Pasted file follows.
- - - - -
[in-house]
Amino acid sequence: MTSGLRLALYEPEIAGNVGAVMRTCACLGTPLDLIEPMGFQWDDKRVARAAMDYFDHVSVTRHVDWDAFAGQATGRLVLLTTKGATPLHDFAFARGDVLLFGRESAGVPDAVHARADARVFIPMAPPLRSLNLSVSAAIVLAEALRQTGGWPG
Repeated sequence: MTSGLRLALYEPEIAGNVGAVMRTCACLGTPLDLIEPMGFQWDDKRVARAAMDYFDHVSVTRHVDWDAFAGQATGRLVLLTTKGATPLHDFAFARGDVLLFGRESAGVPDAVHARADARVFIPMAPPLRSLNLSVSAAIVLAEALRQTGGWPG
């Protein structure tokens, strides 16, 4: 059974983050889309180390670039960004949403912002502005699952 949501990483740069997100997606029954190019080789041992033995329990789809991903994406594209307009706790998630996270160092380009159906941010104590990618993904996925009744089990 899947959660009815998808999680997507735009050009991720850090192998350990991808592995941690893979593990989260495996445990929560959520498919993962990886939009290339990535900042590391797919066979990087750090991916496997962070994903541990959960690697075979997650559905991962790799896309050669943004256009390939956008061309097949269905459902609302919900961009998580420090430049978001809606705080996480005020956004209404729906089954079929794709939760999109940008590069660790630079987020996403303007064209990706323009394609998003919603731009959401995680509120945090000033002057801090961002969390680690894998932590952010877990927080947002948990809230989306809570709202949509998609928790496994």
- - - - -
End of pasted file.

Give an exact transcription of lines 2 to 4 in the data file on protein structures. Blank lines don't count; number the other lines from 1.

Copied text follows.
Amino acid sequence: MTSGLRLALYEPEIAGNVGAVMRTCACLGTPLDLIEPMGFQWDDKRVARAAMDYFDHVSVTRHVDWDAFAGQATGRLVLLTTKGATPLHDFAFARGDVLLFGRESAGVPDAVHARADARVFIPMAPPLRSLNLSVSAAIVLAEALRQTGGWPG
Repeated sequence: MTSGLRLALYEPEIAGNVGAVMRTCACLGTPLDLIEPMGFQWDDKRVARAAMDYFDHVSVTRHVDWDAFAGQATGRLVLLTTKGATPLHDFAFARGDVLLFGRESAGVPDAVHARADARVFIPMAPPLRSLNLSVSAAIVLAEALRQTGGWPG
């Protein structure tokens, strides 16, 4: 059974983050889309180390670039960004949403912002502005699952 949501990483740069997100997606029954190019080789041992033995329990789809991903994406594209307009706790998630996270160092380009159906941010104590990618993904996925009744089990 899947959660009815998808999680997507735009050009991720850090192998350990991808592995941690893979593990989260495996445990929560959520498919993962990886939009290339990535900042590391797919066979990087750090991916496997962070994903541990959960690697075979997650559905991962790799896309050669943004256009390939956008061309097949269905459902609302919900961009998580420090430049978001809606705080996480005020956004209404729906089954079929794709939760999109940008590069660790630079987020996403303007064209990706323009394609998003919603731009959401995680509120945090000033002057801090961002969390680690894998932590952010877990927080947002948990809230989306809570709202949509998609928790496994």